Friday, November 13, 2009

Hiking the Cinque Terre

Another of my long-held goals was accomplished when we hiked the Cinque Terre, which is the trail that connects 5 of the cliff-hugging villages on the north-west coast of Italy, south of Genoa. The area is a National Park and is a UNESCO World Heritage Site.

La Spezia, the city you must go through to get to the south end of the Cinque Terre. We camped in a mosquito-infested campground near here in 1996.

Many years ago the only way to go between the villages was to walk the path, but now there is both a railroad and a boat to take you to each of the charming villages. Mobs of tourists simply take the railroad or a boat from village to village, flooding the lovely little towns. Definitely spoils it, but is good for the economy of the small towns. The hike itself is nice and the towns are gorgeous, but I do wonder how the locals cope! We were there on a beautiful sunny Saturday at the beginning of October and there truly were mobs of tourists.

And some of those stupid tourists even take pictures of their laundry hanging out to dry!

In Riomaggiori I was finally able to take a picture of my favourite vehicle, the three-wheeled truck.

We started at the south end. The path to the next village, Manarola was beautifully paved, and due to it being such a short and easy path, the stream of people reminded me of a shopping mall in December. But once the hiking got a little more strenuous the mob was greatly reduced.

Next village, Manarola

Looking back at Manarola

Next village, Corniglia

If you enlarge this picture you will see a man in the water, floating on his back.

We seemed to have accidently found the easier way up to Corniglia, a paved road. Others were climbing the 368 steps. Oh well...  These two buildings were parked well away from everything else. They really stood out, for more than one reason!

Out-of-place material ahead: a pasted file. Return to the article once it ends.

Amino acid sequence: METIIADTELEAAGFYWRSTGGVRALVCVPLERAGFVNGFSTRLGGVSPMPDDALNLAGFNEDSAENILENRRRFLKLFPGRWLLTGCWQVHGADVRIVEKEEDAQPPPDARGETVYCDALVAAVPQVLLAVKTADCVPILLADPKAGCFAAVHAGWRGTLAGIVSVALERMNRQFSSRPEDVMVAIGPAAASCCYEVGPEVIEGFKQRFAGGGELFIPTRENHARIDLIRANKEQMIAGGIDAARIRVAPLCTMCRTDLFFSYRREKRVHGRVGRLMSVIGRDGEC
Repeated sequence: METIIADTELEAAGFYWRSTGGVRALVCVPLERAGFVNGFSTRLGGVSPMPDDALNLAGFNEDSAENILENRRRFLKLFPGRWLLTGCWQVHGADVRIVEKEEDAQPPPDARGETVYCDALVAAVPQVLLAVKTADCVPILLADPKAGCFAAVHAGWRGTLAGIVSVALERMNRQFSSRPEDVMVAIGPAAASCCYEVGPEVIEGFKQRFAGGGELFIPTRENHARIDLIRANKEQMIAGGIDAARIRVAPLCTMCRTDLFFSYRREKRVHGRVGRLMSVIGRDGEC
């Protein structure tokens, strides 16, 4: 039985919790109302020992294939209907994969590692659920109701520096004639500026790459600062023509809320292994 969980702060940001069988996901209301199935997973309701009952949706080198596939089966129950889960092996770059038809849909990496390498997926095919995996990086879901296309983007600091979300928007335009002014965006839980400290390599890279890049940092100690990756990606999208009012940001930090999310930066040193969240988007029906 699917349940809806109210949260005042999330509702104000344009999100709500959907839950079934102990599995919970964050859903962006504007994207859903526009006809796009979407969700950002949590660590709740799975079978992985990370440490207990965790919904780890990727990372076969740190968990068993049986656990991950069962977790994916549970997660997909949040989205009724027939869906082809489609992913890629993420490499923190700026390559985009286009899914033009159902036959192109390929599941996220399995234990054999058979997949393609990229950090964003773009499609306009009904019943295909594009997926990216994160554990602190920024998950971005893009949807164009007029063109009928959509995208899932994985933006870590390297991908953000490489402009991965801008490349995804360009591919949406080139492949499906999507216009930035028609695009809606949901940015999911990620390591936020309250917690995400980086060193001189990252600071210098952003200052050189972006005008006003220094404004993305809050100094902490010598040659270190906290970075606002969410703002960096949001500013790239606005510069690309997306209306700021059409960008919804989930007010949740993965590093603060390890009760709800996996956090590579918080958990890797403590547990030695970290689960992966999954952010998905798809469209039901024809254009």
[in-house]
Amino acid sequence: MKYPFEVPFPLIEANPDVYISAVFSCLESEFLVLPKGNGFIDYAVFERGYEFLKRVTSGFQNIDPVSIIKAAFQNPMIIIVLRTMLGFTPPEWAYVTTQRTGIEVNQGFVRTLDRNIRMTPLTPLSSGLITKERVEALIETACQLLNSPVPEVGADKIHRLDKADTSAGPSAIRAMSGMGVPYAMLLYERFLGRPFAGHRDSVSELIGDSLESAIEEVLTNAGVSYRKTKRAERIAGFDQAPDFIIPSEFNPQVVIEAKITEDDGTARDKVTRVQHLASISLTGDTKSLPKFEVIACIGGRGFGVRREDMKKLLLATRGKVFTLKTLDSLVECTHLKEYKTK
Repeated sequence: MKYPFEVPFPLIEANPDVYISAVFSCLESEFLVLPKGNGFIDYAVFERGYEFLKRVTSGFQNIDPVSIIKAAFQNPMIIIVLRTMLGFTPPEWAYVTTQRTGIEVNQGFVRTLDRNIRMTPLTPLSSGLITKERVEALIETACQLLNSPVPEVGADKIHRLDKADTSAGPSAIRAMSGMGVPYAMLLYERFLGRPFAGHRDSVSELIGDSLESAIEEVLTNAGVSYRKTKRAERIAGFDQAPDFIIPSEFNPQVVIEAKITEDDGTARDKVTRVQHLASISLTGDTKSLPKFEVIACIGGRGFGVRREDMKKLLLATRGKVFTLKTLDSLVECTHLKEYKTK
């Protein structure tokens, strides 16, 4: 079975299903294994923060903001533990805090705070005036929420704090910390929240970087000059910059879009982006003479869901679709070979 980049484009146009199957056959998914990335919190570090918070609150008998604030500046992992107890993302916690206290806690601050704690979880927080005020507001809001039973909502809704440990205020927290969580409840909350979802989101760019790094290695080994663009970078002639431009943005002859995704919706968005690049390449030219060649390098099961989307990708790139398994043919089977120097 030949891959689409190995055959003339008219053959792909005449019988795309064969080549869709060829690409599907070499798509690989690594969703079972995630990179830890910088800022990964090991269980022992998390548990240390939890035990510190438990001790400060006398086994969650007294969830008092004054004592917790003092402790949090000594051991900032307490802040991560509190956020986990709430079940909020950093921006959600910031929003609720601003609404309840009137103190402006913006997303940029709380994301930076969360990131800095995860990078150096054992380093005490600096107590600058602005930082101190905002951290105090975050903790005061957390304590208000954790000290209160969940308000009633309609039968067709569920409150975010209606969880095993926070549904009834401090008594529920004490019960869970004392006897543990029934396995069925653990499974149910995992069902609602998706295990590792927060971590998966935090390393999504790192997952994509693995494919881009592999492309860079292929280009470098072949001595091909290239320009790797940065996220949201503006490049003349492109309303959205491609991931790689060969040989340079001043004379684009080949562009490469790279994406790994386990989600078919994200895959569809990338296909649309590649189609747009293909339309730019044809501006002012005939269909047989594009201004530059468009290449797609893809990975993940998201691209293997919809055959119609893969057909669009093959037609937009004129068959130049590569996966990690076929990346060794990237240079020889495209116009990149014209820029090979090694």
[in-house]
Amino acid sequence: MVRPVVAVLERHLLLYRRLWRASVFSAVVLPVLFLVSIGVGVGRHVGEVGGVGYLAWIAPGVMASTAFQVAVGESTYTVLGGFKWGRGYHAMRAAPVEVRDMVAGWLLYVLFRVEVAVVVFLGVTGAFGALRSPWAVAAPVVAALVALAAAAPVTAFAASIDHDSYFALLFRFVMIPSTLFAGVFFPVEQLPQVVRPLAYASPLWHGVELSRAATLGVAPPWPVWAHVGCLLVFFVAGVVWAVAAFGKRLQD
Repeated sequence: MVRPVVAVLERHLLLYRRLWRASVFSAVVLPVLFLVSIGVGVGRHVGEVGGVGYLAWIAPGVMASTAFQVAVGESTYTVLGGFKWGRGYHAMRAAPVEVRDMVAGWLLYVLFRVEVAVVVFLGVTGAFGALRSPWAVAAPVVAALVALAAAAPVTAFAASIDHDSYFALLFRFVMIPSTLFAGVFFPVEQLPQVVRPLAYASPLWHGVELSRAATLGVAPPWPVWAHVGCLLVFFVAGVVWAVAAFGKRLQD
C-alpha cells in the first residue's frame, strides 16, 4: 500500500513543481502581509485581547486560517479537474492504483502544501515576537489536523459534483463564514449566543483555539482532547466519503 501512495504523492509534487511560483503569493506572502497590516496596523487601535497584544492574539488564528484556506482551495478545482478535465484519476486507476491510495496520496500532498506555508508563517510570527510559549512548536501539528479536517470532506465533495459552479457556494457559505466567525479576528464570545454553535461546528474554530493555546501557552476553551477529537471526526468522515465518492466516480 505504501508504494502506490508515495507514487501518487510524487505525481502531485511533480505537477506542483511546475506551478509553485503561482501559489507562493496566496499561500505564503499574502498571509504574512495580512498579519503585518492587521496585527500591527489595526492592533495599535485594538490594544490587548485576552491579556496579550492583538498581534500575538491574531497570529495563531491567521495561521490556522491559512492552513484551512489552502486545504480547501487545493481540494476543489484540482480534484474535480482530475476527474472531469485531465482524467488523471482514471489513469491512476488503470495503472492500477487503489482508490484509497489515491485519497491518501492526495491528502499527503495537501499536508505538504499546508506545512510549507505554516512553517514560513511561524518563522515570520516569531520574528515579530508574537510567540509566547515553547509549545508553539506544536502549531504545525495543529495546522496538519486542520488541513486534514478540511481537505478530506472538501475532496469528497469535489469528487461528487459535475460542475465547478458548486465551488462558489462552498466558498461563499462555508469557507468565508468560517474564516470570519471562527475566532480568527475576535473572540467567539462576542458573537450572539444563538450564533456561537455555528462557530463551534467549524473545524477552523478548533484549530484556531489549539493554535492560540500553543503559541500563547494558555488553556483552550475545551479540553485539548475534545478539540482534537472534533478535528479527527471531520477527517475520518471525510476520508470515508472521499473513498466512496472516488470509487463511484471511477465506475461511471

It seems that British Columbia is not the only place with wildfires! Corniglia came very close to being burned.

Terraced hillsides all over the place. Guess what they were growing on them? Grapes and olives. Just what Italy is famous for.

The gadget above and the track below were likely used to haul the grape harvest up the steep hill.


The path took us through part of the burned area, a former olive grove.

Approaching Vernazza, the fourth of the five villages. It was the end of the trail for us, as we still had to drive to France that day.

Charming houses

This may have been set out special for the stream of walkers, so maybe they don't mind us too much.

When there was a break in the crowd I squatted down and snapped this pic. As I stood up, someone was taking a picture of me taking that picture!

Looking at Vernazza from the pier

A map of the Cinque Terre National Park's trails. I have read that the upper trails are far less crowded, so maybe on my next trip to Italy I will visit them.

Gary was not able to do the hike with us, due to his recent back operation. But he was still able to take in some of the scenery by driving to viewpoints such as this one.

The Last Supper
In a few minutes we were to split up. Liana flew back to London, while Gary and Kent drove Rory and I to Menton, which is just inside France. Then Kent flew from Milan back to Baku in Azerbaijan, Gary flew to Ireland for a week and Rory and I went to a rental in Provence.

Our final meal involved simply sitting on the ground. They just don't know how to do rest areas in Europe the way that we do in North America. Heck, they don't even have washrooms at rest areas!! Next time I take photos I will have to prep Rory in how to prepare to have his picture taken. I don't think he looks normal in a single one that I took. But maybe there will be some better ones in France.

1 comment:

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